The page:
Widely used in commercial applications, such as gyms, spas and hotels, a sauna made from Western Red Cedar is an ideal building material choice due to the natural oils and extractives in the wood. These naturally occurring preservatives enable it to withstand rot and decay for many years, even in wet and steamy environments. Also due to its stability and low shrinkage rate, it is able to stay straight and hold it’s shape. Western Red Cedar’s high insulation value captures the heat inside and easily absorbs sounds to create a quiet sanctuary that is beautiful, smells wonderful and is comfortable.
It should be noted, that Clear (free from Knots) Western Red Cedar is the preferred choice over Tight Knot boards, as the knots tend to absorb a fair amount of heat and can become uncomfortable when stepping on or leaning against.
Building a personal sauna is relatively simple when the correct materials are purchased. Although styles do very, the basic construction methods do not change. These steps can provide you a general outline:
- Choose a spot for your sauna where plumbing, heating and electricity are easily accessible.
- Install any necessary pipes, wires, or gas lines.
- Personal saunas are generally heated in two ways: lava rocks, which are heated and then water is poured over to create steam, or infrared heating, which uses a heater inside the sauna. If you are using infrared heating, be sure to have the correct amount of power coming in to the structure. If you are using rocks, you may need to dig a space into the ground for them.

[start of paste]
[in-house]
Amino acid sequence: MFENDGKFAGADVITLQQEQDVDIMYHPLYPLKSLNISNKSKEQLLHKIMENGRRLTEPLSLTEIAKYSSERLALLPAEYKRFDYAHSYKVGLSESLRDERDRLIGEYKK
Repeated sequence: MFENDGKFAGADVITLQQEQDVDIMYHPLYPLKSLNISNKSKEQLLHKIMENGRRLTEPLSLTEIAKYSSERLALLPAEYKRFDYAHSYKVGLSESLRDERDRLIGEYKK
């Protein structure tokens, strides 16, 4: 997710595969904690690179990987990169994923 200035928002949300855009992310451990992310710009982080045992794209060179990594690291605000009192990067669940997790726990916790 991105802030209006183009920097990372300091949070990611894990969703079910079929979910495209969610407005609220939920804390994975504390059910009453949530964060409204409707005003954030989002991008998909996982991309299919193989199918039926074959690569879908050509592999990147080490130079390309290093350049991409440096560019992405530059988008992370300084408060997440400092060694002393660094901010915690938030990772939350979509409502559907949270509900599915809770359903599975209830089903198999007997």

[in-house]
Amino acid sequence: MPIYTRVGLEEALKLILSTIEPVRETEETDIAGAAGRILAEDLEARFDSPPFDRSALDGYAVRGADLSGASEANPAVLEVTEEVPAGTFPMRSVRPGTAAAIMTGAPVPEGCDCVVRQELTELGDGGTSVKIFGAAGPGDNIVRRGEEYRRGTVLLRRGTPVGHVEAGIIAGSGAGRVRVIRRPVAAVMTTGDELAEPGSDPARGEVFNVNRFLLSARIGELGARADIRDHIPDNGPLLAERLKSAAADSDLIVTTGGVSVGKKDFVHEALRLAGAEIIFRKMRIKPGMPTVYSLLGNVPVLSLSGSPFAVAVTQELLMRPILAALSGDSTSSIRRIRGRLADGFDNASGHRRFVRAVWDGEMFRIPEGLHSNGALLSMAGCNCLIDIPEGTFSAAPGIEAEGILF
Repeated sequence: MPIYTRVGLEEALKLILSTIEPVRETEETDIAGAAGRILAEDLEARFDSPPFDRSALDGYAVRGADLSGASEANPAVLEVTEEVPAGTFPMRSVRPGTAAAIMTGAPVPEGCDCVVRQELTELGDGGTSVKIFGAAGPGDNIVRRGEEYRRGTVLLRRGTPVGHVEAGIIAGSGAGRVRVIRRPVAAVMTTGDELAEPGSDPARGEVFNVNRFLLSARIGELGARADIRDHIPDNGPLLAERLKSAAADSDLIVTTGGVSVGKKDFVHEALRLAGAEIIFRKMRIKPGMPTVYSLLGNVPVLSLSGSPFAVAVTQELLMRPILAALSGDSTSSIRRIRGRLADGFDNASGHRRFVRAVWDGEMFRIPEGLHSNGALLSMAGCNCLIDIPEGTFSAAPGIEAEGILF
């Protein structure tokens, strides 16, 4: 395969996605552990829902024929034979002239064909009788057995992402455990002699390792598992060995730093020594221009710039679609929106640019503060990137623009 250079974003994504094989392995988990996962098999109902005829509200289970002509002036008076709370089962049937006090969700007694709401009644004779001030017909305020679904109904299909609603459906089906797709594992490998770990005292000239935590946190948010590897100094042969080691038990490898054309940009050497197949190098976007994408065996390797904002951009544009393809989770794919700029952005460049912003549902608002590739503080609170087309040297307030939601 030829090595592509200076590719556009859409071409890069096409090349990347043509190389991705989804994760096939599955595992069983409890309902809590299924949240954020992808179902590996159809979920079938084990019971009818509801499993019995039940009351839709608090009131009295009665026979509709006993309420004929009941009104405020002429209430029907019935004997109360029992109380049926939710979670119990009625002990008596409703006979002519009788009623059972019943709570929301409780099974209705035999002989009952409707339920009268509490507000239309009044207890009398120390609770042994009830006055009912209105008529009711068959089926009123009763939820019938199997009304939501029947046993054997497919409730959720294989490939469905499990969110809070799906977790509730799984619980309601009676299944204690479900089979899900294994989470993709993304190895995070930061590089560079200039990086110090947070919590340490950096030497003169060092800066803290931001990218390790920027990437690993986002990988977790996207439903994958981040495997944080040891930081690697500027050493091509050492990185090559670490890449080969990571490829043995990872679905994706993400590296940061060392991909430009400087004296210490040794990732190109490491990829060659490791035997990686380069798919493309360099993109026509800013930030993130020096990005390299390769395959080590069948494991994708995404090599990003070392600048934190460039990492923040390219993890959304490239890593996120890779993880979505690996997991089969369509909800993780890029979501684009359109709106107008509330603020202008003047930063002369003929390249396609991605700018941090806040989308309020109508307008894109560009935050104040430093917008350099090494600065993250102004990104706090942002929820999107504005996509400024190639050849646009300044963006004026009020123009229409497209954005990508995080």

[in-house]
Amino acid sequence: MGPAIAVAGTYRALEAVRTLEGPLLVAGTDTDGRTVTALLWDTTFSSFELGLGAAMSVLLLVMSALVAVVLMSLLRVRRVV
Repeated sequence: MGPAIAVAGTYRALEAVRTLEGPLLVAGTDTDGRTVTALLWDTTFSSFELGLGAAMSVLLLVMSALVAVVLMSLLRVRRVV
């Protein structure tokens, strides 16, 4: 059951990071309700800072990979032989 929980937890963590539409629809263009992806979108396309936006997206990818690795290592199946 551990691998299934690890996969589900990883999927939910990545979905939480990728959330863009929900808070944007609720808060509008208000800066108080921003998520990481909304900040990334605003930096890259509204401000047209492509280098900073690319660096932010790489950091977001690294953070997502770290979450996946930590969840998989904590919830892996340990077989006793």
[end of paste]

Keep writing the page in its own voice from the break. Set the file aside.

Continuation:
- Lay a simple foundation for your sauna and frame the walls and ceiling using dry Doug Fir, no. 1 or 2 construction grade, 16″ center. Use pressure treated plates. Be sure to leave room for three ventilation points: one in the ceiling, one on the floor, and one above the heater. Add spaces for benches and windows as desired. Be sure to frame for a door that opens out.
- Insulate with fiberglass insulation and add a vapor barrier to keep moisture off the fiberglass and help it last longer.
- Roof the interior of the sauna with Western Red Cedar, but remember to keep a ventilation spot open for steam to escape. A tongue and groove product works especially well in this application, as well as for sheeting the interior walls.
- Install your heating system, following instructions given with the system, and leave a wide space for the sauna heater.
- Place the first layer of flooring using ceramic tile. This goes over your heating system and will collect moisture.
- Lay a second layer of flooring using unsecured boards. You should be able to easily remove these and clean the tiles. Clear, Western Red Cedar decking is an excellent choice for this.
- Install the sauna heater.
- Add any benches, windows and other fixtures as desired.